Hospice and Technological Dilemmas (running time: 3 min 18 sec)
The advancement of technology has, thankfully, improved both the quantity and quality of life. We’ve learned much about when to start technologized medical care. What we are still learning is how to stop technology when it no longer improves quality or quantity of life. This video on implanted defibrillators (as well as the video on prognostication) can precipitate thought-provoking discussion about the use of technology at the end of life. It highlights some of the moral dilemmas that confront patients, families, and professionals as technological advances cause tricky decision-making processes for all involved.
(2013. Playing time: 1 Hour 22 min)
Many military experiences impact peaceful dying for veterans – even though their deaths might occur decades later. The stoic military culture, combat training, and war itself can change a veteran in fundamental ways. Emotional, spiritual, social, and moral injuries they have sustained impact them throughout their lifetime, especially as they face death. This video sensitizes viewers with the unique needs of veterans as they age and face the end of their lives. It provides enlightenment to both healthcare providers as well as veterans and their families.
This version of Wounded Warriors: Their Last Battle updates Deborah’s original, pioneering 2004 DVD that was widely distributed across the country to awaken the nation to the unique needs of dying veterans. This video has new information, as well as a moving slide presentation, We Support You Too, that provides an opportunity for veterans in the audience to be acknowledged and thanked for their service. It also has an interview with the son of a Marine. Although not intended to be representative of family life in the military, it provides points for provocative discussion while sensitizing viewers to possible issues for military families – the unsung heroes who often receive no recognition for their service to our country.
(2013. Playing time: 10 min)
This video is an interview with the son of a career-Marine. It was made spontaneously by Deborah during the filming of Wounded Warriors when the cameraman identified with many of the issues she was talking about. Although not intended to be representative of family life in the military, it nevertheless, provides talking points for provocative discussion while sensitizing viewers to possible issues for military families. It reminds us that the military not only affects individuals, but whole family systems.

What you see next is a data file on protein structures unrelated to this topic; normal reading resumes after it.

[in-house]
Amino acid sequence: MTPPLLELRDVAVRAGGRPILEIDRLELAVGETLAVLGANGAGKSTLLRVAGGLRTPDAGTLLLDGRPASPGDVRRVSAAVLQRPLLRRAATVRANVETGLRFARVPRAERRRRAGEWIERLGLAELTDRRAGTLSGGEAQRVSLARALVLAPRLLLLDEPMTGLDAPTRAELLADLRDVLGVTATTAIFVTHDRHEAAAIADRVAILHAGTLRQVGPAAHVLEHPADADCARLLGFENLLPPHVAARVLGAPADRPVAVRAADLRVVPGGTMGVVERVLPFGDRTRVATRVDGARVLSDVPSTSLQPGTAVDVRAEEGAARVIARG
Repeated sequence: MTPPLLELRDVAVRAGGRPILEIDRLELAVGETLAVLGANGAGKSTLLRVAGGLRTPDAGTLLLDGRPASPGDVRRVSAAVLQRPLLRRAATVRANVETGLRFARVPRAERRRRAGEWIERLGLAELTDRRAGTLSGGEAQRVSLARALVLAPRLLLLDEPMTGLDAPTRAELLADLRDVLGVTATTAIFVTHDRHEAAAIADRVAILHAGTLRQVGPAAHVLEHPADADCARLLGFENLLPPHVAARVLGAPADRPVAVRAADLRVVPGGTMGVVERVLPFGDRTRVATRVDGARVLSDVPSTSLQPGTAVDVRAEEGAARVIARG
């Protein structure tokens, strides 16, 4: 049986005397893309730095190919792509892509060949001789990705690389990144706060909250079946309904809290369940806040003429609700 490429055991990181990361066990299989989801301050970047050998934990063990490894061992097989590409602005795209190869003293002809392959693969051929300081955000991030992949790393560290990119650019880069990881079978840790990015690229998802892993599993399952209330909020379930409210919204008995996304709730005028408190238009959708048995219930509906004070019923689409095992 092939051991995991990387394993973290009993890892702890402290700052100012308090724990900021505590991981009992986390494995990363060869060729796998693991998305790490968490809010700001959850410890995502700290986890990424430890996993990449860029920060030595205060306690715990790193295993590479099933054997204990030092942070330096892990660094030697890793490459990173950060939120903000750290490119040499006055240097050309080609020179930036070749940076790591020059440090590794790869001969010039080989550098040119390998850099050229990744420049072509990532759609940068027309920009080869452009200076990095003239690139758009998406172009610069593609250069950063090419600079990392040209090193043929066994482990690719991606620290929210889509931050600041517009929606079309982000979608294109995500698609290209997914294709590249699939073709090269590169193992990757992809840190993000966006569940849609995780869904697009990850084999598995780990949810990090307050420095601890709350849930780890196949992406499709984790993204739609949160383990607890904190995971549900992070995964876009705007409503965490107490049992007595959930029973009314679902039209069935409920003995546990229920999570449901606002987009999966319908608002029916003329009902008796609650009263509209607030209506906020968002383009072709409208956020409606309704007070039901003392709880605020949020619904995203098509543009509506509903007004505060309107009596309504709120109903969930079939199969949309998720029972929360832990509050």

(2013. Playing time: 58 min)
Her father did two tours of duty in the Viet Nam war. Now, Quynn Elizabeth, offers her story to anyone who needs it. Written and narrated by Quynn, she depicts her father’s experiences in combat, his struggles with Post Traumatic Stress, his aching heart sadness and alcoholism all his adult life even though he didn’t get diagnosed with PTSD until 1992. Written after his death, Quynss’s story is both poignant and inspiring.
Attaining a peaceful death is the aim of most Hospice interventions for Veterans. Learning how to create safe emotional environments for untold military stories to emerge is a skill set that Veteran caregivers need to cultivate. Untold stories often emerge at the end of life – stories that sometimes encompass Soul Injuries® that might complicate peaceful dying. The public’s patriotic projection of the “ideal” warrior discourages military personnel from telling stories that run counter to the “perfect soldier” image; opportunities for healing untold stories are then missed. If not designed well, pinning ceremonies that only reflect honor and glory can inadvertently silence these stories, thwarting the unburdening process. This webinar will help the viewer understand how end-of-life ceremonies need to do more than thank a Veteran; they need to facilitate the unburdening process. You will hear from several We Honor Veterans partners who are adjusting their programs and ceremonies to include the “unburdening” process.